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August 30, 2019 Practice Points

Succeed in Preparing an Expert Witness File

Six tips for young associates prepping expert depositions for the first time.

By Richard Tabura

Prepping a file for a senior attorney to take the deposition of an opposing expert for your first time can be daunting. The expert’s field can involve complex scientific, medical, and/or mathematical concepts. And if you are anything like me, you went to law school to avoid these topics. That’s how I used to look at things. But now working with experts and preparing expert materials is enjoyable—you learn new things, new subjects, and work with smart people. Here are some general tips I have picked up along the way that I wish I would have known the first time I prepared an expert witness file:

  • Reach out to the senior attorney who will be taking the deposition and take the time to understand what they want. Each attorney has a different style. Some like huge files while others know exactly what they want.
  • Reach out to your colleagues to see if they have prepped for a similar expert. This should be obvious. Speak up and ask. There is a good chance someone has a template you can work from and nobody will think twice that you are asking.
  • Presumably you will have an expert to compete with the opposing expert. Reach out to your expert by phone and ask them what resources you should be looking at and what questions to ask the opposing expert.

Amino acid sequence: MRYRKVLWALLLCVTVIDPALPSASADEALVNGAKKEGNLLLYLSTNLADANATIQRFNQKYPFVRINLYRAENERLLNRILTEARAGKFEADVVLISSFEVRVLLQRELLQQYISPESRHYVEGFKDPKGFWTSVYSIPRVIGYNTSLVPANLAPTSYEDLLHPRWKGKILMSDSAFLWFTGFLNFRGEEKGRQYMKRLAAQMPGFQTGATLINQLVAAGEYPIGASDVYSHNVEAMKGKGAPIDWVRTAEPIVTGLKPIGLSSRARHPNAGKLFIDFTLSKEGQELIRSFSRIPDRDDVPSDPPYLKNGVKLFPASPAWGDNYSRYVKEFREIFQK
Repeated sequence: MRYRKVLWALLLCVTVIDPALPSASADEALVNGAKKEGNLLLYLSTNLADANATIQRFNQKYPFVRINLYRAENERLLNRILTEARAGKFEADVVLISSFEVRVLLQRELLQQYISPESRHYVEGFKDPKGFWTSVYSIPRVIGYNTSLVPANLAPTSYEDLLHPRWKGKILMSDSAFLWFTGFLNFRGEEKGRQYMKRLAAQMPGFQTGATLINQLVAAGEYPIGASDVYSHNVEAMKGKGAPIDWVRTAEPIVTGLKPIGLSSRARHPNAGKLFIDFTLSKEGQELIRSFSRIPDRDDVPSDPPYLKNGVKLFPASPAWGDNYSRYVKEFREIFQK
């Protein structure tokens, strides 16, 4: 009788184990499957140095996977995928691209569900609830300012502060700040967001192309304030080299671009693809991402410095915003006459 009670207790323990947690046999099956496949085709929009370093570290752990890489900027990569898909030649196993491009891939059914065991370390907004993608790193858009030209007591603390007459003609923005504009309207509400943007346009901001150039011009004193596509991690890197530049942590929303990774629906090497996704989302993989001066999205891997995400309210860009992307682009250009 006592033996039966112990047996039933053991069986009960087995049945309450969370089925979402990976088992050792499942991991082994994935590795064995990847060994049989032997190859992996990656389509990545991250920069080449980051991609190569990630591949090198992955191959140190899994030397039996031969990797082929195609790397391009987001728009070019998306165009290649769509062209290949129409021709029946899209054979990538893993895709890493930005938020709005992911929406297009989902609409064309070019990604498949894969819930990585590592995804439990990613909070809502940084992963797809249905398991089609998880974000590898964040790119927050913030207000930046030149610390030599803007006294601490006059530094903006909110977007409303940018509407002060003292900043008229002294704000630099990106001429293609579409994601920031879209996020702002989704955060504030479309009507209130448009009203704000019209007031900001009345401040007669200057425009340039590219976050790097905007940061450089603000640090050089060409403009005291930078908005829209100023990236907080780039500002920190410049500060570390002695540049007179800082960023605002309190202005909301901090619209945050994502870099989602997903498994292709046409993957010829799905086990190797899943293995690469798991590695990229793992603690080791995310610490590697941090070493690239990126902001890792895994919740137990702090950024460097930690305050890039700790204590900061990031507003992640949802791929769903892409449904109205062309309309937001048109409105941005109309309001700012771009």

• Know the applicable standard for excluding experts. Does your jurisdiction apply the Daubert standard? Frye? This will help frame your questions to set up potential motions to exclude.
  • Know what the applicable standards, ethical obligations, regulations, and/or customs are for the expert being deposed. This will provide lots of fodder for questions. Reach out to your expert to figure out what the appropriate standards are.
  • Be a master sleuth. This can be difficult when the opposing expert is a “professional expert.” Locate as many of their depositions as possible. See if they have said anything in the past that you can use to cross-examine them with. Carefully inspect their CV. Find every publicly available piece of information possible. Once in a while you’ll find a juicy bit of information that you can use during the deposition or in a motion to exclude.

Every expert is different, but the tips above should apply for most expert depositions. Give yourself lots of time to prepare the materials and try to enjoy the process.

Richard Tabura is an associate at Greenburg Traurig, LLP, in Los Angeles, California.

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